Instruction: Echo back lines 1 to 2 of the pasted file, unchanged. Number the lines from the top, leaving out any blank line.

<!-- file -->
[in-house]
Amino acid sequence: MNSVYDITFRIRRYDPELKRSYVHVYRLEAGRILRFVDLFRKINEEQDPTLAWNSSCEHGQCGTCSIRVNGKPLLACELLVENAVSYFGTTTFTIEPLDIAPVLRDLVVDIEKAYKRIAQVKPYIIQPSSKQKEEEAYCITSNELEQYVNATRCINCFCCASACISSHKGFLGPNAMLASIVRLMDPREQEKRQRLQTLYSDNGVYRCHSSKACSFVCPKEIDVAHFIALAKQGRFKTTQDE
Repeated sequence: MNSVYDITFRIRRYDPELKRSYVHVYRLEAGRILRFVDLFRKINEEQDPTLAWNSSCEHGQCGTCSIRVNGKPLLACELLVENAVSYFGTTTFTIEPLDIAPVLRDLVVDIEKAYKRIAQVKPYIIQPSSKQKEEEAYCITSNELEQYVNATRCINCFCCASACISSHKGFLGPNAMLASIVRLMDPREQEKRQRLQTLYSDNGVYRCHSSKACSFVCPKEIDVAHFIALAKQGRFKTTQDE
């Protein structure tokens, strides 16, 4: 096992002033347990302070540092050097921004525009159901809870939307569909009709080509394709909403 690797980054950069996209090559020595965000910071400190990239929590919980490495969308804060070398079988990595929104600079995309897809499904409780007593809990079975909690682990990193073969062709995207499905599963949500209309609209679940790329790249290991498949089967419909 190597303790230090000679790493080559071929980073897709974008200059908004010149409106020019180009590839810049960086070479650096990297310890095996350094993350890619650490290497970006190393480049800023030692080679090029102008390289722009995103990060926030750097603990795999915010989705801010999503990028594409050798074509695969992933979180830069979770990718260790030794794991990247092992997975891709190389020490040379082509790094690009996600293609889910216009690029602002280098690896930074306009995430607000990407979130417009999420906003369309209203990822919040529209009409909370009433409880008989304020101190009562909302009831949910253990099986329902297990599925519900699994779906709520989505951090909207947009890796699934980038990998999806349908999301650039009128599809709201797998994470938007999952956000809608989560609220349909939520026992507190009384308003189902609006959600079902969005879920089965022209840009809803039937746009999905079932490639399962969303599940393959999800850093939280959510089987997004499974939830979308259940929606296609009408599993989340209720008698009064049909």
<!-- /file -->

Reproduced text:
[in-house]
Amino acid sequence: MNSVYDITFRIRRYDPELKRSYVHVYRLEAGRILRFVDLFRKINEEQDPTLAWNSSCEHGQCGTCSIRVNGKPLLACELLVENAVSYFGTTTFTIEPLDIAPVLRDLVVDIEKAYKRIAQVKPYIIQPSSKQKEEEAYCITSNELEQYVNATRCINCFCCASACISSHKGFLGPNAMLASIVRLMDPREQEKRQRLQTLYSDNGVYRCHSSKACSFVCPKEIDVAHFIALAKQGRFKTTQDE